In this first-impression case, a Fairfax Circuit Court applies a two-year statute of limitations to a claim for slander of title and dismisses as time-barred a woman’s claim against Wells Fargo based on her husband’s alleged forgery of her signature on deeds of trust when he refinanced their home prior to his death.
Plaintiff Ann Koz and her husband Joe Koz owned a home in Alexandria as tenants by the entirety. The couple became estranged in 2001. In 2006, Joe arranged to refinance the home and executed two notes for an amount totaling $810,000 and two deeds of trust purporting to secure the notes with the property. It is alleged the closing documents were notarized without Joe Koz or Ann Koz present. Both deeds were recorded in the Fairfax County Land Records Office in June 2006. Ann’s signature does not appear on the notes but does appear on the deeds of trust. She alleges her signature was forged on the deeds of trust. She says she became aware of the refinance and alleged forgery in June 2006 when she received an escrow refund check.
She claims Joe assured her she would not be responsible for the loans because her named did not appear on the notes. Joe Koz died in April 2010 and Ann Koz continued to pay on the loans until obtaining counsel in August 2010. She filed her complaint Dec. 20, 2010, seeking equitable relief and damages under various theories including slander of title.
In Virginia, there is no controlling authority indicating which statute of limitations applies to slander of title actions. Two courts have addressed the issue, but neither has reached a definitive conclusion. Various courts around the country apply the statute of limitations period for defamation. At common law, slander was regarded as distinct from personal defamation.
The present case involves allegations of “falsehoods which are not personally defamatory, and yet cause pecuniary loss.” This court finds that slander of title is better categorized as a form of interference with economic relations, and the one-year statute of limitations for defamation is not applicable.
A third option is the five-year statute of limitations applicable to injury to property under Va. Code § 8.01-243(B). For purposes of this statute, the appropriate test is whether the injury flowed from conduct directed at the property, rather than conduct directed at the person. Conduct which does not alter the condition or availability for use of the property is, by definition, directed at the person, and does not constitute injury to property.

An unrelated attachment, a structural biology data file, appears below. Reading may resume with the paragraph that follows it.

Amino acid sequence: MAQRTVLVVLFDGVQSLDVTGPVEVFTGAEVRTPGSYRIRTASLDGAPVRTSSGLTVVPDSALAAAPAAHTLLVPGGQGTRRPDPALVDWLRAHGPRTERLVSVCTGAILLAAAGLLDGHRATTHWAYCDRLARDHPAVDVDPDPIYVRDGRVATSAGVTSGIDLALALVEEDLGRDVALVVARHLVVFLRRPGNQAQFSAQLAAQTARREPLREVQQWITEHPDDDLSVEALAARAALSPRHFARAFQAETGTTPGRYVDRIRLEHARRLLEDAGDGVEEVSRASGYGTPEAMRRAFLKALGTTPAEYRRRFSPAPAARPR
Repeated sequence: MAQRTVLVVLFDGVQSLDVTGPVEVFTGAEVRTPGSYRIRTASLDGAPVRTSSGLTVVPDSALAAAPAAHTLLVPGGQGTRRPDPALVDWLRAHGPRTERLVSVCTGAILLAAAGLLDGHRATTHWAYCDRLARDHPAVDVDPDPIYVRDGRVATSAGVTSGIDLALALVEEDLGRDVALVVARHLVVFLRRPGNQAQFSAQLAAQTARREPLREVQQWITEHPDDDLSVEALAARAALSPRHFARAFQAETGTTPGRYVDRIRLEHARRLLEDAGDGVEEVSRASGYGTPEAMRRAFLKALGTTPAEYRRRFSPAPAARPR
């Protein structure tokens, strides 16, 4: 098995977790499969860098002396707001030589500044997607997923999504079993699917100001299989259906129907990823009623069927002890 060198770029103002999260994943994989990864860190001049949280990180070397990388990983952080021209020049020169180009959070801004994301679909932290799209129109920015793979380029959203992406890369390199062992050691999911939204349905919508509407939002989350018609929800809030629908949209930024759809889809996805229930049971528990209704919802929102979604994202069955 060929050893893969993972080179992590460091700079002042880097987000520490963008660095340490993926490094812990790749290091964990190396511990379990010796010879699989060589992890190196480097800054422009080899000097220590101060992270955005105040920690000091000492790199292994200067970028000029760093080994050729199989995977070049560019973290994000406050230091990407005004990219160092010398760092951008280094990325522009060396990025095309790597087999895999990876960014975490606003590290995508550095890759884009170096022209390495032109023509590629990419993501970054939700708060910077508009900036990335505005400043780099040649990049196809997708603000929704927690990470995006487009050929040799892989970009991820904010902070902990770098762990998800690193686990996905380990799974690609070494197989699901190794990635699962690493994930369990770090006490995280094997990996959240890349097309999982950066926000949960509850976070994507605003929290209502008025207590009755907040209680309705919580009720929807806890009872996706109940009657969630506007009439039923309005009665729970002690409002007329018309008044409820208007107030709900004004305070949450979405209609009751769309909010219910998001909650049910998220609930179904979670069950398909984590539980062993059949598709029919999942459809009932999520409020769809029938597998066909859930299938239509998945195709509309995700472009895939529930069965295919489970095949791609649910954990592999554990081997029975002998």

Here, plaintiff’s property remains in the same condition and available for the same use as it was before the deeds of trust were recorded. The only change has been to the equity she holds in the property. The Supreme Court of Virginia has never held that a loss of equity in real property amounts to injury to property.
This court is of the opinion the Supreme Court of Virginia would not expand the case law to reach this conclusion. As such a pecuniary loss is a personal injury, the five-year statute of limitations does not apply.
The court concludes Va. Code § 8.01-248 prescribes a two-year statute of limitations for slander of title.
The deed of trust was recorded in June 2006 and discovered by plaintiff several weeks later. Unless the alleged conduct qualifies as a continuing tort, plaintiff is barred from bringing this action.
In Virginia, a cause of action accrues from the date the injury is sustained and not when the resulting damage is discovered, unless otherwise prescribed by statute. There is a distinction between continued tortious behavior and continued harm resulting from a single tortious act, to which the statute of limitations will attach at the time of injury.
Although the deeds of trust remain in the county land records, this is merely the continuing effect of a single act. Plaintiff’s claim is not for a true continuing tort. Under the general rule that the statute of limitations attaches at the time of the injury, the statute of limitations attached to plaintiff’s slander of title claim at the time the deeds of trust were recorded, because her injury, int eh form of damages to the equity she held in the property, was sustained at that moment.
This court concludes the cause of action accrued upon the recording of the deeds of trust and the limitation period commenced on that date. It follows that the cause of action for slander of title is barred and dismissed.
Koz v. Wells Fargo Home Mtge. (Maxfield) No. CL 2010-17795, Aug. 4, 2011; Fairfax Cir.Ct.; James B. Kinsel for plaintiff, Mary C. Zinsner for Wells Fargo, Jennifer K. Mammen for CitiMortgage Inc., Garth M. Wainman for Excel Title Corp. VLW 011-8-179, 6 pp.